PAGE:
built up

Houston area sees more new apartments than almost any other city

Houston will end this decade with 114,100 new apartments having been built in the last 10 years. Photo courtesy of Dolce Midtown Apartments

You might call this the Decade of the Renter in Houston. New data shows H-Town ranks third in the U.S. for most new apartments from 2010 through 2019.

In a housing review of the 2010s published December 16, apartment website RentCafé estimates Houston will end this decade with 114,100 new apartments having been built during the 10-year span.

Houston is eclipsed by only two markets: DFW, with an estimated 149,000 new apartments, and New York City, with an estimated 125,100 new apartments added during this decade. In the rankings, Houston is followed by Washington, D.C. (113,300) and Los Angeles (98,000).

Two other Texas metros made the top 20:

  • Austin, claiming the No. 8 spot with 75,400 new apartments.
  • San Antonio, grabbing the No. 13 spot with 47,700 new apartments.

All told, the four major metro areas in Texas have added 386,200 new apartments from 2010 through 2019, RentCafé data shows. At the same time, their populations have exploded.

From April 2010 to July 2018, the DFW metro area's population soared by more than 1.1 million, according to the U.S. Census Bureau. Houston nipped on DFW's heels from 2010 to 2018, adding almost 1.08 million residents, the Census Bureau says.

During the same period, comparatively rapid growth occurred in the Austin metro area (nearly 452,000 new residents) and San Antonio metro area (more than 375,000 new residents).

As Texas' major metro areas keep experiencing a population surge, the rise of the apartment renter promises to continue.

Data from Richardson-based property management software RealPage shows construction of 22,879 new apartments had been approved from October 2018 to October 2019 in the Houston area. That's a year-over-year jump of 77.8 percent.

The numbers for DFW (19,562 permits, up 7.3 percent) and Austin (13,981, up 15 percent) were lower, but they still ranked among RealPage's top 10 metro markets for the number of apartment construction permits issued.

Within U.S. metro areas, the cities of Houston, Austin, and San Antonio ranked among the top 10 places for apartment construction permits issued from October 2018 to October 2019, according to RealPage.

------

This article originally ran on CultureMap.

Trending News

Building Houston

 
 

Emily Cisek, CEO and co-founder of The Postage, joins the Houston Innovators Podcast to discuss tech optimizing after-life planning, B-to-C startup challenges, and a national expansion. Photo courtesy of The Postage

Anyone who's ever lost a loved one knows how stressful the process can be. Not only are you navigating your own grief, but you're bombarded with decisions you have to make. And if that loved one wasn't prepared — as most aren't — then the process is more overwhelming than it needs to be.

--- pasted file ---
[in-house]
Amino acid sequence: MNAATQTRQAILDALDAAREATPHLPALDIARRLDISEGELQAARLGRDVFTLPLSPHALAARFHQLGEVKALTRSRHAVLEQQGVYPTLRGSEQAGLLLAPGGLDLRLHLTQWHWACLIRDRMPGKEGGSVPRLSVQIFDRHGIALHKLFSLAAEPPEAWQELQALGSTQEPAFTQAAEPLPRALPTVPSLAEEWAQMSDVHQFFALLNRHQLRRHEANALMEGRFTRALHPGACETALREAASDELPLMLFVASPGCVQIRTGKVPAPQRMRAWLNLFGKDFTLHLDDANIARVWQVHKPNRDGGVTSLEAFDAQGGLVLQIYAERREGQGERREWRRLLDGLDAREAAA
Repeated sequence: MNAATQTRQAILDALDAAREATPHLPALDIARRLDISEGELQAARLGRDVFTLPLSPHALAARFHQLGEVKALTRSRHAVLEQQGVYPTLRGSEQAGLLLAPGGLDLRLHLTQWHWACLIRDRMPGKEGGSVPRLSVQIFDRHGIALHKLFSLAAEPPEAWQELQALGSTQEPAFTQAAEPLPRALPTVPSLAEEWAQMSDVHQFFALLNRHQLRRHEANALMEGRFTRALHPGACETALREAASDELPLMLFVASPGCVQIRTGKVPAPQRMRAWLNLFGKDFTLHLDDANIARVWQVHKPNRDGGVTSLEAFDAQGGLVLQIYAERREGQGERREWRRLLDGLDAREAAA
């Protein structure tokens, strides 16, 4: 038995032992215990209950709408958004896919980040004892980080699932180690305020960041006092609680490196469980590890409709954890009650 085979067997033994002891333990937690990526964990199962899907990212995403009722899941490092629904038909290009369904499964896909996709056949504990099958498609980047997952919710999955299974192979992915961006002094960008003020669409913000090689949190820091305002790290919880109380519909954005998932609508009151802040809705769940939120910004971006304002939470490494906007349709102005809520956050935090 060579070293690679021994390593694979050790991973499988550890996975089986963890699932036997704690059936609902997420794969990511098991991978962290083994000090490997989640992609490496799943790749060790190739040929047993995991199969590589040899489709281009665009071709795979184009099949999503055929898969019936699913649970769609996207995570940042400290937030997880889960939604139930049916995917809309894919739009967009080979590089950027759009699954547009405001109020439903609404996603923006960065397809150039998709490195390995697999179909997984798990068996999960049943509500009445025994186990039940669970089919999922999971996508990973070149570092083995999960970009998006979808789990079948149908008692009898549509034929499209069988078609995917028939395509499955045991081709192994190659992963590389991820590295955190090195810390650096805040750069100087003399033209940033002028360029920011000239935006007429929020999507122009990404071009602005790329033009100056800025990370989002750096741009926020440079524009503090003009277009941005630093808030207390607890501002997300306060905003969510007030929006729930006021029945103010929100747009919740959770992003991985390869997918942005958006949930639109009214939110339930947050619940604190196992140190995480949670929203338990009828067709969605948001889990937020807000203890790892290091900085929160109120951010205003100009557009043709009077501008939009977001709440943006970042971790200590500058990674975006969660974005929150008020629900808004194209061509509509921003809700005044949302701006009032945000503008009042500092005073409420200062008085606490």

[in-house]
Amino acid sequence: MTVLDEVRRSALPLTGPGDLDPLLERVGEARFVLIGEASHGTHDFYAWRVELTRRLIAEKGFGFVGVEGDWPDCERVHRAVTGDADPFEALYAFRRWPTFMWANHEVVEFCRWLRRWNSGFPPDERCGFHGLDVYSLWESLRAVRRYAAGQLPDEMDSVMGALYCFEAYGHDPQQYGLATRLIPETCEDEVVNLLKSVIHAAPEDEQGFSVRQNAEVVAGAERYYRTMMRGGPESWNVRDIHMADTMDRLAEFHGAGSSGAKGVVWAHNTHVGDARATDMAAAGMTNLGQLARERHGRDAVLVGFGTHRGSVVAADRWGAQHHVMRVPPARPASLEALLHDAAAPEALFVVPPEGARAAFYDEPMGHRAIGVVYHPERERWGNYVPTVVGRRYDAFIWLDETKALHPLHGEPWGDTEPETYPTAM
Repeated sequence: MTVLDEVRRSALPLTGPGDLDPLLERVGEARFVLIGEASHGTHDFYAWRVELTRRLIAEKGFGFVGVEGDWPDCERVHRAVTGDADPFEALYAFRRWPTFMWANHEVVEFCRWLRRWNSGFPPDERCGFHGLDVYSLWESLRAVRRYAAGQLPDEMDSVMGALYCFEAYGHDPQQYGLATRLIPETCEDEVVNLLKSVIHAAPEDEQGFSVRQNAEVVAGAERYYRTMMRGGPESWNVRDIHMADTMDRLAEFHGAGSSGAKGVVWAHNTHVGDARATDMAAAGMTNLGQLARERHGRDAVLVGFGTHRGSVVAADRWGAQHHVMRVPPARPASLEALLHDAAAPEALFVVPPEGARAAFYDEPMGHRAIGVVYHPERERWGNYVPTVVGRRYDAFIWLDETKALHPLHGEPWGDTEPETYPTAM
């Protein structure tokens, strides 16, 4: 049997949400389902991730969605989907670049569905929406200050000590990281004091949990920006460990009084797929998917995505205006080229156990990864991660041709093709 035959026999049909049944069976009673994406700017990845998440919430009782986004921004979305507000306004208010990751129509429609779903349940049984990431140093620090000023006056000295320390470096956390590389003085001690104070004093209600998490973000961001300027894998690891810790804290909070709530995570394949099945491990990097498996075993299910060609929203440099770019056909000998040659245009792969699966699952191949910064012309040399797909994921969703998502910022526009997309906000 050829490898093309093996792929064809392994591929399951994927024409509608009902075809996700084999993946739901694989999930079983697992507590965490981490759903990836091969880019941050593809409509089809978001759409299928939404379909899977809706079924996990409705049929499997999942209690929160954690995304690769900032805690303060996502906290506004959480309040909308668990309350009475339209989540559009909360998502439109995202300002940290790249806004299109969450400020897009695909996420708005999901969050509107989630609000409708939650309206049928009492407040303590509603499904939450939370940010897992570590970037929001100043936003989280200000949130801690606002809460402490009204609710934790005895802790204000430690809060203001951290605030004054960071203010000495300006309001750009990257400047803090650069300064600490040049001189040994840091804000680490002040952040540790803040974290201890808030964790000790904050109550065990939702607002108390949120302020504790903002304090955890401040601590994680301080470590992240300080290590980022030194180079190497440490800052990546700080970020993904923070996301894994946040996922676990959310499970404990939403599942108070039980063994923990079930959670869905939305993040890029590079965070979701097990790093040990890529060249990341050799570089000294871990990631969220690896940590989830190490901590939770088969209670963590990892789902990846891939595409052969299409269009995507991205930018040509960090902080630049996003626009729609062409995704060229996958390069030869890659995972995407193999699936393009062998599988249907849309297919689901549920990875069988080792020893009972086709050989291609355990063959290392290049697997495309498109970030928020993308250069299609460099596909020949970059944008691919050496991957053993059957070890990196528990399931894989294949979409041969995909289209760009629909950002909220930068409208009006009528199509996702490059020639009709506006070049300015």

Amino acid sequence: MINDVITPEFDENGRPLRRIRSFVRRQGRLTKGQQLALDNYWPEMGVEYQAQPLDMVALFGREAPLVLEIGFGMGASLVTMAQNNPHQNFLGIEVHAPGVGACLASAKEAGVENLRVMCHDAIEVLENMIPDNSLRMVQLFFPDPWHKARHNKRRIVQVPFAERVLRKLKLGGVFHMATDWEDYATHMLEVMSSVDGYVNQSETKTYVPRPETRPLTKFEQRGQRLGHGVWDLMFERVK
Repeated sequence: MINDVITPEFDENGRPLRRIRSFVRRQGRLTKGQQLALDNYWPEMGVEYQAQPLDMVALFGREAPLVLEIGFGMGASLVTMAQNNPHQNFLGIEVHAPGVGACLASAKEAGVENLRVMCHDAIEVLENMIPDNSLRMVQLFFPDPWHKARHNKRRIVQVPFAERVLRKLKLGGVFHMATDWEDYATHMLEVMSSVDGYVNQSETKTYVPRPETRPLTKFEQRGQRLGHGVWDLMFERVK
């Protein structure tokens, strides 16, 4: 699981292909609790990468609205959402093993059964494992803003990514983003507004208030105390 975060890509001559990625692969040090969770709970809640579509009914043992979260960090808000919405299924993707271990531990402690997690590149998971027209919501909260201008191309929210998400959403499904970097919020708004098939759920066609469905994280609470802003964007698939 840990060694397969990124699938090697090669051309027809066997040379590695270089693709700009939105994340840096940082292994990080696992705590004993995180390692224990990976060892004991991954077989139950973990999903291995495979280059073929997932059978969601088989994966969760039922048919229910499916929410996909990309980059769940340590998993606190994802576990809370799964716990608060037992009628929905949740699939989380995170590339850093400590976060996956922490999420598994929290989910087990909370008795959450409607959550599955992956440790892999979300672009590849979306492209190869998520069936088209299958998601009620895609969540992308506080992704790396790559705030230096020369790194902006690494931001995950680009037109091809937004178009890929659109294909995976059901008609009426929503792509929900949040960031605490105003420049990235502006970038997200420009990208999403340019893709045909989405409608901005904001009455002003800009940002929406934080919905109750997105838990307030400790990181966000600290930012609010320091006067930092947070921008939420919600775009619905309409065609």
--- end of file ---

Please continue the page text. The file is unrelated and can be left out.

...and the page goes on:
On top of that, Emily Cisek realized — through navigating three family deaths back to back — how archaic of a process it was. Rather than wait and see if anything changed, Cisek jumped on the market opportunity.

"I just knew there had to be a better way, and that's why I started The Postage," Cisek, co-founder and CEO of the Houston-based company, says on this week's episode of the Houston Innovators Podcast. "My background had historically been in bringing offline businesses online, and I started doing some research on how I could make this space better. At the time, there really wasn't anything out there."

The tech-enabled platform allows users of all ages to plan for their demise in every way — from saving and sharing memories when the time comes to organizing pertinent information for the loved ones left behind. And, as of last month, users can no generate their own last will and testament.

"We launched the online will maker — it wasn't in my roadmap for another six months or so — because every single person that was coming in was looking at something else on our platform, but then going to the will part and asking, 'Hey is this something I can create here?'" Cisek says.

Recognizing that this was a good opportunity to generate new users, Cisek quickly added on the feature for a flat $75 fee. Then, members pay $3.99 a month to be able to edit their will whenever they need to and also receive access to everything else on the platform.

Cisek saw a huge opportunity to grow with the pandemic, which put a spotlight after-life planning. The silver lining of it all was that more people were discussing after-life planning with their family members.

"We're having more open dialogue about life and end-of-life planning that I don't see any other scenario really bringing that to light," she explains. "In some ways, it's been positive because having the conversation with people has been easier than it had been before."

While anyone can access The Postage's platform, Cisek says she's focused on getting the word out nationally. Following some imminent funding and partnerships, national marketing and growth campaigns are on the horizon.

Cisek shares more on her career and he unique challenges she faces as a B-to-C entrepreneur on the podcast. Listen to the full interview below — or wherever you stream your podcasts — and subscribe for weekly episodes.


Trending News